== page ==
- Thomson Reuters
- Households making between $200,000 and $500,000 could be the biggest “losers” of the Senate Republicans’ tax reform plan.
- About a quarter of those households would pay more in 2019.
- Fewer households with income over $1 million would pay more – of those, only 18% would see a tax increase in 2019.
The massive bill is moving through Congress quickly, but the House bill’s passage is just another in a series of steps for it.
Senate Republicans debuted their own tax legislation as well, and it contains some substantial departures from the House’s version. If the Senate is able to pass its version of the bill, House and Senate members will have to come together on a conference committee to agree on a compromise bill. That bill would then need to be approved by both chambers before heading to Trump’s desk.
In the mean time, the nonpartisan Joint Committee on Taxation found that people who earn between $200,000 and $500,000 would see the most tax increases under the Senate’s proposal, according to the Wall Street Journal.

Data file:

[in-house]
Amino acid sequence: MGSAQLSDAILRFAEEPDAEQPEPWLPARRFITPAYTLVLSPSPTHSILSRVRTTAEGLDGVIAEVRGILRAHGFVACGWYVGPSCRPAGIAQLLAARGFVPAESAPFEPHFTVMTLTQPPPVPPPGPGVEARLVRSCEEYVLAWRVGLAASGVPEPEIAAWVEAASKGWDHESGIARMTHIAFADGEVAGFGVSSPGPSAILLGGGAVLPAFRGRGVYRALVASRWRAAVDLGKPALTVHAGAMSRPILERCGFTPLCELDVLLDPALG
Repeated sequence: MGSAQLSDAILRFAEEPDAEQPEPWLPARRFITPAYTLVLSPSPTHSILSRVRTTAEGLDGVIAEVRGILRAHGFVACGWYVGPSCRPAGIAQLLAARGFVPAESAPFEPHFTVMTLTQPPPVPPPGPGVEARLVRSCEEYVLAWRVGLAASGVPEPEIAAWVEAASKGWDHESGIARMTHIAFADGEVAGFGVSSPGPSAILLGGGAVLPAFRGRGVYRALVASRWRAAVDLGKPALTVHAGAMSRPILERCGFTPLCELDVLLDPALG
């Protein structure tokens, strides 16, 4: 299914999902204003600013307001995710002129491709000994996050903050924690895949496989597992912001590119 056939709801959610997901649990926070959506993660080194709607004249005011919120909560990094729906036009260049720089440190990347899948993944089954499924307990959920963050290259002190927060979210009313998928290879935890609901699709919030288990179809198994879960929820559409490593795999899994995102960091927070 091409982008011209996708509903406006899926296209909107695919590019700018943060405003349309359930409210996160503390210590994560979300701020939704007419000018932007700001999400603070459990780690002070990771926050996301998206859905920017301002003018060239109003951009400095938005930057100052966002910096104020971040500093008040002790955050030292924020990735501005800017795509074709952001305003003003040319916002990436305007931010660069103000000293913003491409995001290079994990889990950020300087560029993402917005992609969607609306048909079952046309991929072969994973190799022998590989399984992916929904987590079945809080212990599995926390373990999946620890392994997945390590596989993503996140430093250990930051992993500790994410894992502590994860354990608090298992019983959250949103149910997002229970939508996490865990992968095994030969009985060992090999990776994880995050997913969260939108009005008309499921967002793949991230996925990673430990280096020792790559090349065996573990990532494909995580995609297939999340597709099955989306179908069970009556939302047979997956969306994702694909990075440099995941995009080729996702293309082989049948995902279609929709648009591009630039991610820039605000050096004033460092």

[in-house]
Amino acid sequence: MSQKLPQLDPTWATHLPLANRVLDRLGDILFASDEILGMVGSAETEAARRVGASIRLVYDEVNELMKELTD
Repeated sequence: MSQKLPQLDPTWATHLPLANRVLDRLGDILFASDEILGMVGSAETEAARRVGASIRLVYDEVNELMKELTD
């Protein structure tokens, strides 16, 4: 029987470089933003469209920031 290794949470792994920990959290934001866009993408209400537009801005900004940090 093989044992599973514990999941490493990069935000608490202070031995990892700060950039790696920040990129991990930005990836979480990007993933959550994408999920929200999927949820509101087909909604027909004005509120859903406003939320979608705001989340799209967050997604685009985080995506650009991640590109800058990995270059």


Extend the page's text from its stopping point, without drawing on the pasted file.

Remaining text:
About a quarter of households earning an income in that range would pay more in 2019 under the plan, the committee said. And one in three would get a tax increase by 2023. Fewer households with income over $1 million would end up paying more under the proposal – only 18% would see a tax increase, while 82% would get a tax cut.
Overall, every income group gets a tax cut under this plan, but there is some variation within the brackets. The Joint Committee on Taxation said that over half of US households would get a tax cut in 2019 under the Senate’s plan, about 9% would see a tax increase, and the rest would see a change of less than $100.
The Joint Committee on Taxation’s assessment doesn’t factor in the estate tax, the WSJ said.
Unlike the House’s version, the Senate bill proposes delaying the massive corporate tax rate cut until 2019, keeping the number of individual tax brackets at seven, and eliminating the state and local tax deduction completely.
Both of the House and Senate’s plans propose eliminating the personal exemption and increasing the standard deduction.